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Perhaps search under the terms CNC Machining and Hog Out. There seems to be a bunch of them, specializing in low quantity like 1-2 pieces. This actually might be the better way versus sand casting.

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Having spent considerable time working with 3D printing, CAD & CNC I too suggest 3d printing a pattern and having a foundry cast it. As other have said you will need to scale it up slightly to take into account shrinkage rate for aluminum (approx. 1/8"+/- per foot) As for machining it out of solid. It is doable but your looking at a lot of machine time. Looking at the tread pattern (square corners) EDM might be the way to go for the tread pattern.

 

Foundry work seems to get short shift lost among the high tech of 3D printing and CNC but in many applications it truly is the most cost effective and efficient way to go.

 

Here is  a 3D printed pattern and core box I made awhile back for a bronze housing for an oil pump drive. I had a friend who does backyard metal casting work his black art and

I soon had a finished casting in hand.

IMG_4133.thumb.JPG.24e22cb7ed8a8174ffc489a8f288e8a8.JPG

 

We usually think of CNC for milling components from solid. In this case since the time and wasted material from CNC were prohibitive we used the technology  to mill patterns and core boxes.

These are for the valve shrouds for a Wisconsin T-head engine as used by Stutz and a variety of other automobile and truck manufacturers.

IMG_0982.thumb.jpg.7be22f5d5b9ac8e599d329a78e338c9d.jpg

 

 

 

 

 

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Thanks all for the really good information and education! I'll be looking into it and let you know where I end up. BTW, here's the car it will be going on when done:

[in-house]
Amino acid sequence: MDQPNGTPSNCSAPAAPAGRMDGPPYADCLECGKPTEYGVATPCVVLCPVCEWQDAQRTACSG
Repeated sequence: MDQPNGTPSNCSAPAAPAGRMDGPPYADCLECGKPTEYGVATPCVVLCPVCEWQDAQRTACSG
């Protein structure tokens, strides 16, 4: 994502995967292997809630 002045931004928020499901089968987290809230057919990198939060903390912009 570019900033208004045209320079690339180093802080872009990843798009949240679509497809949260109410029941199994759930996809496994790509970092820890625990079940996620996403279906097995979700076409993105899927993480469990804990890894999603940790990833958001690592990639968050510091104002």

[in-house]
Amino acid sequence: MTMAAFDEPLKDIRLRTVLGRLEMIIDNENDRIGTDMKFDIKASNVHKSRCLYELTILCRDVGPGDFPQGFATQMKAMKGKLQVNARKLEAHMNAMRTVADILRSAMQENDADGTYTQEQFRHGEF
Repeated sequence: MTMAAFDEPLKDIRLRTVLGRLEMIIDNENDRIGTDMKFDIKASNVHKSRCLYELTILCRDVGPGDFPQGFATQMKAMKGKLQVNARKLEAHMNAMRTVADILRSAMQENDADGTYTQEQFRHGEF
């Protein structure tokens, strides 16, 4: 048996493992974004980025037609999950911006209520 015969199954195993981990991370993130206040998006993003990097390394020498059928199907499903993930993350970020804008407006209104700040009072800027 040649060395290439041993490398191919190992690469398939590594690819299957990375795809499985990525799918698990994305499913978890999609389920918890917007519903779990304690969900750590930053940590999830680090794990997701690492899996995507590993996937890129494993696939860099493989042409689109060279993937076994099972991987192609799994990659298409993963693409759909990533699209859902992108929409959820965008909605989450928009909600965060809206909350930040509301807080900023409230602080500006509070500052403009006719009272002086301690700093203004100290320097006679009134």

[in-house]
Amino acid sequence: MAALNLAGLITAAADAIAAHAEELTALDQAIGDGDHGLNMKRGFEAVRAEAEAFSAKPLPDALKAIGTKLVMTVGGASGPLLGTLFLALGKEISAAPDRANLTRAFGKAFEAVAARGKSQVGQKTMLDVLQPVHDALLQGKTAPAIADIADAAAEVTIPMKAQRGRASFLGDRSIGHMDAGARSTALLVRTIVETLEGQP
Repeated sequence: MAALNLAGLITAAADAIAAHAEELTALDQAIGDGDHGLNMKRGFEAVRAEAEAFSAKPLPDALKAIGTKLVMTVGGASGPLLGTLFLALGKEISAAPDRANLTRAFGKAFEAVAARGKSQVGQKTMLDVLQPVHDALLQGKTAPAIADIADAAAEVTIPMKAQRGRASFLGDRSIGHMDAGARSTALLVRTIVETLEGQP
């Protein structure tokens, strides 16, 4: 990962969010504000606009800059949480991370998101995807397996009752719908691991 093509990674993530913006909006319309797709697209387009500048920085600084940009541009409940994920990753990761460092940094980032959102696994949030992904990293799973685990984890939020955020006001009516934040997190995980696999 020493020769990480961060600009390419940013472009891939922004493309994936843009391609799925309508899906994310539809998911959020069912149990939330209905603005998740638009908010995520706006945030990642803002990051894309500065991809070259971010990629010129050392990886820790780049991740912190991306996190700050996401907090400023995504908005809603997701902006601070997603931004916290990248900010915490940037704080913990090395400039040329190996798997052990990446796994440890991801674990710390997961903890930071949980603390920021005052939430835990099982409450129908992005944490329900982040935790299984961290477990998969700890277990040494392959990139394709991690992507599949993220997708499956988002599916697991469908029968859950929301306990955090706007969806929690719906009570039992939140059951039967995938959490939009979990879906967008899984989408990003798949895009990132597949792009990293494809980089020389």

IMG_2223.JPG.1f5699350c33309060e5664ab64560cc.JPG

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Very nice!

 

On your 3D printed pattern - don't forget draft (slope to the vertical sides perpendicular to the direction of pull) this allows the pattern to be pulled easily from the sand. The typical angle is from 2-1/2 - 3 degrees from vertical. Also you will need to add allowance for machining. For example if you have a surface that needs to be milled or faced flat we would add 1/16" or more to the thickness to allow enough material to be removed that will allow removal of all imperfections without having the finished part end-up undersize after machining.

 

A foundry that comes highly recommended is Cattail Foundry run by the King family in Pennsylvania. They are also very good at using original parts as the pattern.

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If you only want one... I would call a local machine shop and have it CNC cut.  In todays world I would guess it would be under $300.  Not a hard part to make.  You will have to email them the file.  They will know what to do with it, and give you a quote before they start.  I would think about a free machining stainless steel like 304, tell them the application and they will help you.  It would be nice to know the original material Lincoln used?